The Greater Toronto/Hamilton real estate markets are shifting and that’s both good and bad news for prospective homebuyers. Here’s what you need to know:
Mortgage Financing Tips
As interest rates have increased, your buying power has decreased.
The amount of money a bank will lend you is based on the amount of payment you can afford (based on your salary, downpayment and interest rates).
Example: You can afford a $2,500 monthly payment
- At a 2% interest rate, you can purchase a property up to $590,000
- At 4% interest, the maximum budget for a property is now $475,000
- At 5%, that budget reduces further to $430,000
- At 6%, that budget is now $390,000
Pro Tip: If you’re waiting for property prices to decrease further before buying, be careful – if interest rates continue to increase (as they are expected to), you may find yourself even farther behind instead of ahead–or even priced out of the market entirely.
Properties in the GTA are actually less affordable now than they were in February.
While average home prices are lower–between February and June 2022, the average price of a detached house in Toronto decreased by more than 16% and the average condo decreased by 6%–the higher interest rates mean it costs more per month now to afford a house than it did in February, when prices were higher.
While interest rates are increasing quickly, it’s important to note that they are still at historical lows – they just aren’t down at pandemic-low levels.
The interest rate used to qualify you for a mortgage isn’t the actual interest rate you’ll pay.
In 2017, the Canadian government introduced a ‘stress test’ – a rule requiring lenders to qualify borrowers at the greater of the benchmark rate or the mortgage rate + 2%, to protect them from rising rates. So be careful if you’re using an online mortgage calculator to determine your budget – it’s always best to talk to a mortgage specialist.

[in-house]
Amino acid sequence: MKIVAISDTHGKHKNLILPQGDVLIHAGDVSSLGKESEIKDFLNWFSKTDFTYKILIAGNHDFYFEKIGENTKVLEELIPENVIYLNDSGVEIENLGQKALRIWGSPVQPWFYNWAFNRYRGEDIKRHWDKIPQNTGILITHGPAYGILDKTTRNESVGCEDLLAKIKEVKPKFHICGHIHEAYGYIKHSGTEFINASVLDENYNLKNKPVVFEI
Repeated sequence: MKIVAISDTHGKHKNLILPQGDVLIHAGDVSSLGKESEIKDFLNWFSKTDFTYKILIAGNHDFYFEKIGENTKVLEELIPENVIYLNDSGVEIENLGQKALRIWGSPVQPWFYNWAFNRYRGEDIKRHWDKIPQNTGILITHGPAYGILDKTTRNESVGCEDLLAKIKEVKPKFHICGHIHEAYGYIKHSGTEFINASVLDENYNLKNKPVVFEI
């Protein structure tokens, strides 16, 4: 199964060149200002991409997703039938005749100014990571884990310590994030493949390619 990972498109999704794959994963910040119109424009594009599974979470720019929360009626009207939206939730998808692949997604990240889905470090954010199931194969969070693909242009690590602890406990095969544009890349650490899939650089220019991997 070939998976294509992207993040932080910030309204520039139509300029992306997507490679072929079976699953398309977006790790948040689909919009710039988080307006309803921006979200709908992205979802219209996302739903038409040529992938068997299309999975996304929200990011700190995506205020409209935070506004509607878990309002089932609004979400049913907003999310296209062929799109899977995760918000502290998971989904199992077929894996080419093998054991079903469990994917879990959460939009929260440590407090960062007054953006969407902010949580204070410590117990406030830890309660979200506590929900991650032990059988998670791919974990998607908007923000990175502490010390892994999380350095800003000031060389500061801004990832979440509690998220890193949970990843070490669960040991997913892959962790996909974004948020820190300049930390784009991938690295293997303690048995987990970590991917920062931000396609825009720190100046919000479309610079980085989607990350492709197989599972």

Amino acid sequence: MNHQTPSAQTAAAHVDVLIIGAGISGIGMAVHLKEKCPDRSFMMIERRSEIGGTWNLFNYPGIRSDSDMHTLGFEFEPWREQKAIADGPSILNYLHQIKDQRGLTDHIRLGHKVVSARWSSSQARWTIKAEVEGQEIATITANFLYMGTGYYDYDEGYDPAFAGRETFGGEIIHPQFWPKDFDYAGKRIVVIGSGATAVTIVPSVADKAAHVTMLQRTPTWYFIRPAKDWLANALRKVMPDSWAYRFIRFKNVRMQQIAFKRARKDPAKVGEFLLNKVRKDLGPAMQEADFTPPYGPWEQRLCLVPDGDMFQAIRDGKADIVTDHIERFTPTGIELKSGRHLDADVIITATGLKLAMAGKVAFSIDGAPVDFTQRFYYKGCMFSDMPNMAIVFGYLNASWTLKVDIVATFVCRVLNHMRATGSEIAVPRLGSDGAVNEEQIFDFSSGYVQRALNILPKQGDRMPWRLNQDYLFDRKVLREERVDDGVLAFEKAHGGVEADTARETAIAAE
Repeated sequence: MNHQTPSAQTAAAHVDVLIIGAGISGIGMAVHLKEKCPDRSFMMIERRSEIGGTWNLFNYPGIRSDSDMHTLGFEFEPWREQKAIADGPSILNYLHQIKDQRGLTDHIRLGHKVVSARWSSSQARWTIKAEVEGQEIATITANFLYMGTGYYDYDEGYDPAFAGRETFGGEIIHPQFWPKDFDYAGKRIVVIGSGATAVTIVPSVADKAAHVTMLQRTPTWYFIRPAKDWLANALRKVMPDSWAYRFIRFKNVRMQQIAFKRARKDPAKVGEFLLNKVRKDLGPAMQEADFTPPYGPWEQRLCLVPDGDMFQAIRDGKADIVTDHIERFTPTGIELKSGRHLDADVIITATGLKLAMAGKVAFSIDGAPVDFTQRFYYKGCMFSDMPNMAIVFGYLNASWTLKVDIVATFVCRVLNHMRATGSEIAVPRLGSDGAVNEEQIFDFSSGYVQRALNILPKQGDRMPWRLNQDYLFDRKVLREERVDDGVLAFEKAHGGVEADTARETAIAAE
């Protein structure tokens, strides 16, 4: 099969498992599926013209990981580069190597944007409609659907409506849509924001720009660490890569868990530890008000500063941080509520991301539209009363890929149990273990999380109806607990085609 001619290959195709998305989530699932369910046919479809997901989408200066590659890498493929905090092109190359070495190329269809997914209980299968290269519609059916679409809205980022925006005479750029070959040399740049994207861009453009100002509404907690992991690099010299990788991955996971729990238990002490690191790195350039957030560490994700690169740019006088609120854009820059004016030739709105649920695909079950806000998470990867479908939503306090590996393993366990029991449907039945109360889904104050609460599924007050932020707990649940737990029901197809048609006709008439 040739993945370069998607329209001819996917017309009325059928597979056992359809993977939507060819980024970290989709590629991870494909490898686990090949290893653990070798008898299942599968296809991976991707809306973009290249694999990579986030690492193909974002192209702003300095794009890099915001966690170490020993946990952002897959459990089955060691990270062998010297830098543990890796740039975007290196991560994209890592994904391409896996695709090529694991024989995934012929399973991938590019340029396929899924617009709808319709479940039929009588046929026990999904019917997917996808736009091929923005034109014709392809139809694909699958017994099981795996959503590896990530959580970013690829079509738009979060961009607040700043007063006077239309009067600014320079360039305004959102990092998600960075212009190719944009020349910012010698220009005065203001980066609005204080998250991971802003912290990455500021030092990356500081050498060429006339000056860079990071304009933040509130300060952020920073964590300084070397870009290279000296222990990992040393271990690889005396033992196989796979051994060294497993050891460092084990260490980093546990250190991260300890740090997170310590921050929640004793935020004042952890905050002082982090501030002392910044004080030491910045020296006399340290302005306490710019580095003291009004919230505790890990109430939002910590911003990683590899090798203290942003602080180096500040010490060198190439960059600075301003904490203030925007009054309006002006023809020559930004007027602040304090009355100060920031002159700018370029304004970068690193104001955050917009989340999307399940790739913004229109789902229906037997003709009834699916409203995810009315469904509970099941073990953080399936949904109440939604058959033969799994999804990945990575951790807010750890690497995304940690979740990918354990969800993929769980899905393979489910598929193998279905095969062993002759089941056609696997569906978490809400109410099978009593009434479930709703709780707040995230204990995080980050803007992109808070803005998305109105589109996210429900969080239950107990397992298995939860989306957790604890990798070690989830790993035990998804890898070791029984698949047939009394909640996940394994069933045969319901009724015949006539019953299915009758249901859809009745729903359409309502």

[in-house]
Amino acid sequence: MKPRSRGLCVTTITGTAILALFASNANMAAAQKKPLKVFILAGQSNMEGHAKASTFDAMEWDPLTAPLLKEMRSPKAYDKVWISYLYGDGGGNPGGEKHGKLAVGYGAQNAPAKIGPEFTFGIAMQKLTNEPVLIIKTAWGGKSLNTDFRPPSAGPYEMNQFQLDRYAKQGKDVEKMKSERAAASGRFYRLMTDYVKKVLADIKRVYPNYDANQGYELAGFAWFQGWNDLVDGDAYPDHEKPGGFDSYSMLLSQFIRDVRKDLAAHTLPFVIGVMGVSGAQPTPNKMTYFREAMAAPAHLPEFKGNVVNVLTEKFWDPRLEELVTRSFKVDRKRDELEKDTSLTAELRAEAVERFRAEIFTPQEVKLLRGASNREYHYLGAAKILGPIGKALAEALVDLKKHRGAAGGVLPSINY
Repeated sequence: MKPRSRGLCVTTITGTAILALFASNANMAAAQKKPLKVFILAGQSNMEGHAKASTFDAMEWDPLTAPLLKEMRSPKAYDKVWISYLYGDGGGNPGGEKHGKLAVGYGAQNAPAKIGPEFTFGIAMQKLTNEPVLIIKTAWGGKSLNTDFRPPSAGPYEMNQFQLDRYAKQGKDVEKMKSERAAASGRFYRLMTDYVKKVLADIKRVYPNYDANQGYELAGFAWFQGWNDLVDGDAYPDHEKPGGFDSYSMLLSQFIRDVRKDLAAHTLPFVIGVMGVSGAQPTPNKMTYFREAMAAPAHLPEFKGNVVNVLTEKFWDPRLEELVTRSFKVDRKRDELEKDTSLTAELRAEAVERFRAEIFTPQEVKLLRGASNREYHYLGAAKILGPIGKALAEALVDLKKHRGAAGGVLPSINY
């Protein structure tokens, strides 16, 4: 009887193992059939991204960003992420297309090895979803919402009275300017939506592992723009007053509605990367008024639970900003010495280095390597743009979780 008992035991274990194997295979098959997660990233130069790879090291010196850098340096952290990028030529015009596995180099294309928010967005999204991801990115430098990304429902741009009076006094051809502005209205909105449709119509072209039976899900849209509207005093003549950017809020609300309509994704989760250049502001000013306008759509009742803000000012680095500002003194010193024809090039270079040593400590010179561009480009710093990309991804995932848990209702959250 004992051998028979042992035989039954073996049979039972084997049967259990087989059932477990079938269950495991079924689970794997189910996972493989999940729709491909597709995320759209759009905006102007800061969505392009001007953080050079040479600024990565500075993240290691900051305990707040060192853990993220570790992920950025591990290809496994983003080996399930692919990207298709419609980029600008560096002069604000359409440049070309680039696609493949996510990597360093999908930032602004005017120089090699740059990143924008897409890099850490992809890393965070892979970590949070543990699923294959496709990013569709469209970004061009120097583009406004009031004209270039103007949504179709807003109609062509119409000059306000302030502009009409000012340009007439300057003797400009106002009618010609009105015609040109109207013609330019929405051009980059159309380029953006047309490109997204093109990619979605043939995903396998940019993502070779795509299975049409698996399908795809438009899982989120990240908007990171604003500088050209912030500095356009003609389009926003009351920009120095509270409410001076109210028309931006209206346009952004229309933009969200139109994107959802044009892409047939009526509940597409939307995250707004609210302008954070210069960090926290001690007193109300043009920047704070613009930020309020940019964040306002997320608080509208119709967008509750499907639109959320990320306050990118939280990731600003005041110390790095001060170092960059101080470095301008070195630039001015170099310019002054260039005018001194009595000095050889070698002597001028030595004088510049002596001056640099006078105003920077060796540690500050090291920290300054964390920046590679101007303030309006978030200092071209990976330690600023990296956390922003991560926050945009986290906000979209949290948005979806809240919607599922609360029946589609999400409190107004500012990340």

Joe has a 20% downpayment and wants to buy a condo. Because of his big downpayment, he doesn’t need to purchase CMHC insurance and is considered an uninsured buyer.
Joe’s bank will determine how much Joe can afford using a 6.4% rate for a variable mortgage, even though the real rate he’ll pay is 4.4%. If Joe wants to get a fixed-rate mortgage, the bank will qualify him at 7.49% for a 5.49% fixed-rate mortgage.
Pro Tip: You can borrow more money with a variable-rate mortgage than with a fixed-rate mortgage.
As frustrating as the stress test is for homebuyers, it is an important strategy to protect the overall real estate market from interest rate fluctuations.
It’s more important than ever to get pre-approved for a mortgage before you start to hunt for a property.